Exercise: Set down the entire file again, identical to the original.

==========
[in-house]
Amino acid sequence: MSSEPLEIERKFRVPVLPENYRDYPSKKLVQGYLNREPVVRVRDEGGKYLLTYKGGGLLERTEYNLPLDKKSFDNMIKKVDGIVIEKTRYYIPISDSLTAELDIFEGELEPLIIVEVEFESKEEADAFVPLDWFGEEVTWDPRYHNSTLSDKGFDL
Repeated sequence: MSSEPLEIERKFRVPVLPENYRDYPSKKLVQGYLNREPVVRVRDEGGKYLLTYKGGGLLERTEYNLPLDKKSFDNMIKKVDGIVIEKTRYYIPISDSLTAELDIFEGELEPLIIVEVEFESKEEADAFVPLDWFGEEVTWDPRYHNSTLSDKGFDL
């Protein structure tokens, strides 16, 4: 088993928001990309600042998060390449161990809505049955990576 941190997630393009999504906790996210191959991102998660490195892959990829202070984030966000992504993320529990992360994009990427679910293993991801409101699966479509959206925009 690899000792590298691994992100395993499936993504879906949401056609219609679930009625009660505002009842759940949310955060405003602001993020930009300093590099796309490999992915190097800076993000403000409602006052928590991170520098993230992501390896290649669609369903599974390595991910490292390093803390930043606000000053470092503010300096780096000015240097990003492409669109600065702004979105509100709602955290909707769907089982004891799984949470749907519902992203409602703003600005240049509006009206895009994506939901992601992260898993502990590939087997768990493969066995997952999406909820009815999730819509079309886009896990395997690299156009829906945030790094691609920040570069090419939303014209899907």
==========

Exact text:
[in-house]
Amino acid sequence: MSSEPLEIERKFRVPVLPENYRDYPSKKLVQGYLNREPVVRVRDEGGKYLLTYKGGGLLERTEYNLPLDKKSFDNMIKKVDGIVIEKTRYYIPISDSLTAELDIFEGELEPLIIVEVEFESKEEADAFVPLDWFGEEVTWDPRYHNSTLSDKGFDL
Repeated sequence: MSSEPLEIERKFRVPVLPENYRDYPSKKLVQGYLNREPVVRVRDEGGKYLLTYKGGGLLERTEYNLPLDKKSFDNMIKKVDGIVIEKTRYYIPISDSLTAELDIFEGELEPLIIVEVEFESKEEADAFVPLDWFGEEVTWDPRYHNSTLSDKGFDL
């Protein structure tokens, strides 16, 4: 088993928001990309600042998060390449161990809505049955990576 941190997630393009999504906790996210191959991102998660490195892959990829202070984030966000992504993320529990992360994009990427679910293993991801409101699966479509959206925009 690899000792590298691994992100395993499936993504879906949401056609219609679930009625009660505002009842759940949310955060405003602001993020930009300093590099796309490999992915190097800076993000403000409602006052928590991170520098993230992501390896290649669609369903599974390595991910490292390093803390930043606000000053470092503010300096780096000015240097990003492409669109600065702004979105509100709602955290909707769907089982004891799984949470749907519902992203409602703003600005240049509006009206895009994506939901992601992260898993502990590939087997768990493969066995997952999406909820009815999730819509079309886009896990395997690299156009829906945030790094691609920040570069090419939303014209899907």